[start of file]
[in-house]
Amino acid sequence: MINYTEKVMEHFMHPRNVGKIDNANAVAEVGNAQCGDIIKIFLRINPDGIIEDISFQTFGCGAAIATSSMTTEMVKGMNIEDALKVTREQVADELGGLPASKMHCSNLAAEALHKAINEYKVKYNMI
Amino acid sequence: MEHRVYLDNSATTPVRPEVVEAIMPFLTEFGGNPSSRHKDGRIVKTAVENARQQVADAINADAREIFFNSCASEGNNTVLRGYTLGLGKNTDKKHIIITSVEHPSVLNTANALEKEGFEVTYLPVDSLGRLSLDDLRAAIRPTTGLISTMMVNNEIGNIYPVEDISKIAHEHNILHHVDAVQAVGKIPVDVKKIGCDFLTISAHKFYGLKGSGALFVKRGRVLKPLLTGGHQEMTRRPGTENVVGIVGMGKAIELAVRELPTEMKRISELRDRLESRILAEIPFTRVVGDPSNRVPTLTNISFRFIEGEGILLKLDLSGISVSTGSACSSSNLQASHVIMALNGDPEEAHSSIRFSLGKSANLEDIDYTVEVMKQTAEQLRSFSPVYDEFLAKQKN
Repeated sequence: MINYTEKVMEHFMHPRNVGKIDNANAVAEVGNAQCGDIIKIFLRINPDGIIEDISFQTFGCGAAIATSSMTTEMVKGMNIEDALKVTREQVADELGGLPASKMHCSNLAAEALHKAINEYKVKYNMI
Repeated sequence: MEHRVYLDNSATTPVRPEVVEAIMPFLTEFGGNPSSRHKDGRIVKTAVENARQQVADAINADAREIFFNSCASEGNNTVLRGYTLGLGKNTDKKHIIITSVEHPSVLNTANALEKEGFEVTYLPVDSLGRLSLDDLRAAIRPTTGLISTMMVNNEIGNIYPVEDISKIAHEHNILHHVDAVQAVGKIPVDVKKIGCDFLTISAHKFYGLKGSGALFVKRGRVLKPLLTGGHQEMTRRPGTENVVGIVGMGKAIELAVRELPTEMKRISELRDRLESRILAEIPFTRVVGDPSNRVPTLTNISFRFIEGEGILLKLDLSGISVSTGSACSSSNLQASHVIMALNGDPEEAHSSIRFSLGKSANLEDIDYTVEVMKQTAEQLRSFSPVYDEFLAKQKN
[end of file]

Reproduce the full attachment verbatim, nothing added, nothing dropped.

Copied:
[in-house]
Amino acid sequence: MINYTEKVMEHFMHPRNVGKIDNANAVAEVGNAQCGDIIKIFLRINPDGIIEDISFQTFGCGAAIATSSMTTEMVKGMNIEDALKVTREQVADELGGLPASKMHCSNLAAEALHKAINEYKVKYNMI
Amino acid sequence: MEHRVYLDNSATTPVRPEVVEAIMPFLTEFGGNPSSRHKDGRIVKTAVENARQQVADAINADAREIFFNSCASEGNNTVLRGYTLGLGKNTDKKHIIITSVEHPSVLNTANALEKEGFEVTYLPVDSLGRLSLDDLRAAIRPTTGLISTMMVNNEIGNIYPVEDISKIAHEHNILHHVDAVQAVGKIPVDVKKIGCDFLTISAHKFYGLKGSGALFVKRGRVLKPLLTGGHQEMTRRPGTENVVGIVGMGKAIELAVRELPTEMKRISELRDRLESRILAEIPFTRVVGDPSNRVPTLTNISFRFIEGEGILLKLDLSGISVSTGSACSSSNLQASHVIMALNGDPEEAHSSIRFSLGKSANLEDIDYTVEVMKQTAEQLRSFSPVYDEFLAKQKN
Repeated sequence: MINYTEKVMEHFMHPRNVGKIDNANAVAEVGNAQCGDIIKIFLRINPDGIIEDISFQTFGCGAAIATSSMTTEMVKGMNIEDALKVTREQVADELGGLPASKMHCSNLAAEALHKAINEYKVKYNMI
Repeated sequence: MEHRVYLDNSATTPVRPEVVEAIMPFLTEFGGNPSSRHKDGRIVKTAVENARQQVADAINADAREIFFNSCASEGNNTVLRGYTLGLGKNTDKKHIIITSVEHPSVLNTANALEKEGFEVTYLPVDSLGRLSLDDLRAAIRPTTGLISTMMVNNEIGNIYPVEDISKIAHEHNILHHVDAVQAVGKIPVDVKKIGCDFLTISAHKFYGLKGSGALFVKRGRVLKPLLTGGHQEMTRRPGTENVVGIVGMGKAIELAVRELPTEMKRISELRDRLESRILAEIPFTRVVGDPSNRVPTLTNISFRFIEGEGILLKLDLSGISVSTGSACSSSNLQASHVIMALNGDPEEAHSSIRFSLGKSANLEDIDYTVEVMKQTAEQLRSFSPVYDEFLAKQKN